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What, Why and How of Adapter Pattern in C#

· 6 min read
Adnan Rafiq

What is an Adapter Pattern?

The Adapter Pattern connects two incompatible objects by exposing an interface compatible with the Client. The object refers to a class, web service, REST API, process, or physical device depending upon your context.

Consider a C# Web Application displaying Weather Updates on its landing by utilizing the third-party REST API.

In this application, there are three participating objects in the Adapter Pattern:

  1. A Weather REST API (Adaptee) has the functionality of weather updates. The Weather REST API only understands JSON.
  2. The C# MVC Web Application (Client) displays weather updates on its landing page using the Weather Web Service.
  3. The Adapter enables the Client to utilize the Adaptee functionality. It does that by doing two things:
    1. It converts the Client's input to the format acceptable to Adaptee i.e. JSON to C# Object(s).
    2. It converts the Adaptee's output to the format acceptable to the Client i.e. C# Object(s) to JSON.

A sequence diagram of an Adapter Pattern is below:

sequenceDiagram autonumber Client ->> Adapter: I need weather update for zip code 02133 Note over Adapter: Adapter builds request compatible with Adaptee and call Adaptee API Adapter ->> Adaptee: I need weather update for zip code 02133 Adaptee ->> Adapter: Weather update JSON response for zip code 02133 Note over Adapter: Adapter builds response compatible with Client Adapter ->> Client: Returns information to the Client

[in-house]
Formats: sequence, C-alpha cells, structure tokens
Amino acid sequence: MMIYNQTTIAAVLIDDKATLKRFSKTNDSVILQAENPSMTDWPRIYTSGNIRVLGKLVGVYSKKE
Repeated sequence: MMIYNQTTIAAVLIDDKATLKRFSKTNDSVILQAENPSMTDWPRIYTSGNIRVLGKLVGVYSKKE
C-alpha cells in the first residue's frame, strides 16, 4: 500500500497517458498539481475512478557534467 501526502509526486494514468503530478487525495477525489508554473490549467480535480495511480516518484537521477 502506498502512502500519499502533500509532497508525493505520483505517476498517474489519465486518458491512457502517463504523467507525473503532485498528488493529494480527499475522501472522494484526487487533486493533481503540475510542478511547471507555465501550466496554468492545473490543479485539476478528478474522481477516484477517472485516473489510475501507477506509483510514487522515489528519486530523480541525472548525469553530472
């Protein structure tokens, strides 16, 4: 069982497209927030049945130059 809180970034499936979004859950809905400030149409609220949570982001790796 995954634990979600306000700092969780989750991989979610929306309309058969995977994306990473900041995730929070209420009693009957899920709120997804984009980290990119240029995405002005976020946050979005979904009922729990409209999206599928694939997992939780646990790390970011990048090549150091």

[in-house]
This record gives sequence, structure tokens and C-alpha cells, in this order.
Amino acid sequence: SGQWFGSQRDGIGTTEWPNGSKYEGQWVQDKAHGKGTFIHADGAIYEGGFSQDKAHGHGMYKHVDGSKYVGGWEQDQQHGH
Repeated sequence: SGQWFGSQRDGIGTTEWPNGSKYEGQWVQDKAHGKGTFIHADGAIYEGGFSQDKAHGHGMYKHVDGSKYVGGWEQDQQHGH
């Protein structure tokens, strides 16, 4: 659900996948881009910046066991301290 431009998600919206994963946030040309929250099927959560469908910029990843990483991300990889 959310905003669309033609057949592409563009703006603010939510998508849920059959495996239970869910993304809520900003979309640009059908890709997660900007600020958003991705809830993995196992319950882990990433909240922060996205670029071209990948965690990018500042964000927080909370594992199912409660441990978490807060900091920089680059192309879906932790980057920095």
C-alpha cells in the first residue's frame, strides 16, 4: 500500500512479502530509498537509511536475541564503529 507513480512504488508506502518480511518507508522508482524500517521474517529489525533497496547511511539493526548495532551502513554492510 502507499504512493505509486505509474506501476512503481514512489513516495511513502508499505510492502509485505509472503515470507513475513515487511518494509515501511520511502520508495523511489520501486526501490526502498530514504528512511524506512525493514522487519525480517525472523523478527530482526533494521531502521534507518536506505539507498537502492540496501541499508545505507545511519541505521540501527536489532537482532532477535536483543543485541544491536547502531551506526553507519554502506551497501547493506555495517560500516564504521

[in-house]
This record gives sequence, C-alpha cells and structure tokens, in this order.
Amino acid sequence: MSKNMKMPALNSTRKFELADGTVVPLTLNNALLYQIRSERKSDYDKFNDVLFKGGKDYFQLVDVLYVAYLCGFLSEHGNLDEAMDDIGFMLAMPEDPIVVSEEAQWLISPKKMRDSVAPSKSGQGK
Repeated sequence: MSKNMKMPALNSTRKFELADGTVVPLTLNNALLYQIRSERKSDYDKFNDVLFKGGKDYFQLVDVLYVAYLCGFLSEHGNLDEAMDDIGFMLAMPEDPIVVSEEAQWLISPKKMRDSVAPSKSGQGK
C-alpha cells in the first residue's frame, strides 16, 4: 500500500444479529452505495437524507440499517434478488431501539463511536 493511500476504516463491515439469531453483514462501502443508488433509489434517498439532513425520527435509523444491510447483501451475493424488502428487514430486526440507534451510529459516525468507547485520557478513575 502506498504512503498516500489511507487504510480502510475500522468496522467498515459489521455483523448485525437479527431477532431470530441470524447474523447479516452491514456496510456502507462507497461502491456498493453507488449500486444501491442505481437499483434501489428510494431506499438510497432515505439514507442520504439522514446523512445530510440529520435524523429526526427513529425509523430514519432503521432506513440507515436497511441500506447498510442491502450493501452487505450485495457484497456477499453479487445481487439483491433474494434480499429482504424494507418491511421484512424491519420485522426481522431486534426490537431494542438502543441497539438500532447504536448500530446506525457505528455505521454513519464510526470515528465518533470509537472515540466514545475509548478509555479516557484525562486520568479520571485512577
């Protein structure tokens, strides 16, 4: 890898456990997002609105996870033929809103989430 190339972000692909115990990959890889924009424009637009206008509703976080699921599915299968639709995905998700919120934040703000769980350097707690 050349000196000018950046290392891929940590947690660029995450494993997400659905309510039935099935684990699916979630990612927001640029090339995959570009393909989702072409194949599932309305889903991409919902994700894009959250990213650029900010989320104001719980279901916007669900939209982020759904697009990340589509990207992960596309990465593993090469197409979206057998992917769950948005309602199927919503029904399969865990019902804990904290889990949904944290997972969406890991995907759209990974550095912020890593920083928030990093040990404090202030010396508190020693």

Any application that integrates with other services might already use an Adapter Pattern in the form of SDK. Some examples are below:

  • AWS S3 C# SDK is an Adapter that hides the REST API (Adaptee).
  • C# OAUTH 2.0 SDK for Authorization.
  • Virus Scanner, which utilizes unmanaged code.
  • Reading MS Office files.
  • CSV Reader.

In light of the above examples, any IO-based operations essentially implement an Adapter Pattern.

A Tip, but It depends upon your context.

Applying an Adapter Pattern to match the Adaptee with your application domain language is often beneficial. In the DDD context, an Anti-Corruption Layer implements an Adapter Pattern. For example, an internal or third-party service might use very different naming conventions than your application. An old JAVA SOAP Web Service often uses underscore in properties names such as first_name, last_name, user_role, etc.

Why use it?

You should use it when one of the following reason apply:

  • To make the Adaptee compatible with your use case.
    • To encapsulate the communication between the Client and Adaptee.
    • To encapsulate the input & output conversion also known as serialization and de-serialization.
  • To protect the domain model language from using unknown concepts.

Though replacing the Adaptee is not the primary intent of the pattern, C# implementation can help replace the Adaptee without changing the Client usage call-site. The new Adaptee must provide the same business operations for any replacement to succeed. An Adapter pattern can be helpful to migrate legacy applications to newer implementations slowly.


The Adapter Pattern is similar to the Wrapper Pattern, where a wrapper around the original implementation makes the API match the current application domain context.

How to implement it?

Structure of Adapter Pattern

A class diagram of the Adapter Pattern is below: